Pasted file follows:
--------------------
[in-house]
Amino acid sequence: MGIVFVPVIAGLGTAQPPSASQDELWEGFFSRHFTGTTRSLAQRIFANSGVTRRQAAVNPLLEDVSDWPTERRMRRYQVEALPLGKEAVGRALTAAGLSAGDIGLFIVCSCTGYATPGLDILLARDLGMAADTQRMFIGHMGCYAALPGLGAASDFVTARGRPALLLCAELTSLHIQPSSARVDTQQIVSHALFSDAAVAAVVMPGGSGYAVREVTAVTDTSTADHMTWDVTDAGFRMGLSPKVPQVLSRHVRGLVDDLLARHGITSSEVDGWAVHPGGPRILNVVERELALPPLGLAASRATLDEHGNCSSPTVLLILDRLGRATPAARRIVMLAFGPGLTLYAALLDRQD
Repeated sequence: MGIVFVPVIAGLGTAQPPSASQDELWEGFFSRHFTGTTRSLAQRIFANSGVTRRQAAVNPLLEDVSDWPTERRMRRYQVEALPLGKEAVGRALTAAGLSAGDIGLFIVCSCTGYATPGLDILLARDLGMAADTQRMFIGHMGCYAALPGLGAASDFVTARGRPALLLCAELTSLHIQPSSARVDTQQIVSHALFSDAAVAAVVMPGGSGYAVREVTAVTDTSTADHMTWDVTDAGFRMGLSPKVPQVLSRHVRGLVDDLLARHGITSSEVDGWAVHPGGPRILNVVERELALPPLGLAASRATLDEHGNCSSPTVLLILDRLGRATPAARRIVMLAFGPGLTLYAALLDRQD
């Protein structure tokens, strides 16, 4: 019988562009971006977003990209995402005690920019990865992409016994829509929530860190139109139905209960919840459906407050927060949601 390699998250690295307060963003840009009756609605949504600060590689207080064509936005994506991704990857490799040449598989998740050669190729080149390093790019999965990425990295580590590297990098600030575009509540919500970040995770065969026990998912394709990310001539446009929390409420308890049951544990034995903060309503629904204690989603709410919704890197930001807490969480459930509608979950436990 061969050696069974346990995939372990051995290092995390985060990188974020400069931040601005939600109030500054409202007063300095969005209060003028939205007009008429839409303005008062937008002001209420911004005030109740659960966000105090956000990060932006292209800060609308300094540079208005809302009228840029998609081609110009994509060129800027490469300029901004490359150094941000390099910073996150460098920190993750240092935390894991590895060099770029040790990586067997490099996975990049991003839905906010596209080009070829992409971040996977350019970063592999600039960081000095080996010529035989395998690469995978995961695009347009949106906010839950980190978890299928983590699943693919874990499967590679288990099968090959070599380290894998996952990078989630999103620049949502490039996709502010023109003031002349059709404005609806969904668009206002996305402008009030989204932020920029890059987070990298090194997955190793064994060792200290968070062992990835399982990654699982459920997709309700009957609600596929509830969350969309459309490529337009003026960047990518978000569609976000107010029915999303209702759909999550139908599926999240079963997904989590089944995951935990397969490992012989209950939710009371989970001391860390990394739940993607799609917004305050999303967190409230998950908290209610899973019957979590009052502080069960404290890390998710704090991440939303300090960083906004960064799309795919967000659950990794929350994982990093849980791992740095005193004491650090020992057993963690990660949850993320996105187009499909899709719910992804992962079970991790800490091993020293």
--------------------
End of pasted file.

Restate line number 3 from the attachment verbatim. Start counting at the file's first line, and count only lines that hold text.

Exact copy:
Repeated sequence: MGIVFVPVIAGLGTAQPPSASQDELWEGFFSRHFTGTTRSLAQRIFANSGVTRRQAAVNPLLEDVSDWPTERRMRRYQVEALPLGKEAVGRALTAAGLSAGDIGLFIVCSCTGYATPGLDILLARDLGMAADTQRMFIGHMGCYAALPGLGAASDFVTARGRPALLLCAELTSLHIQPSSARVDTQQIVSHALFSDAAVAAVVMPGGSGYAVREVTAVTDTSTADHMTWDVTDAGFRMGLSPKVPQVLSRHVRGLVDDLLARHGITSSEVDGWAVHPGGPRILNVVERELALPPLGLAASRATLDEHGNCSSPTVLLILDRLGRATPAARRIVMLAFGPGLTLYAALLDRQD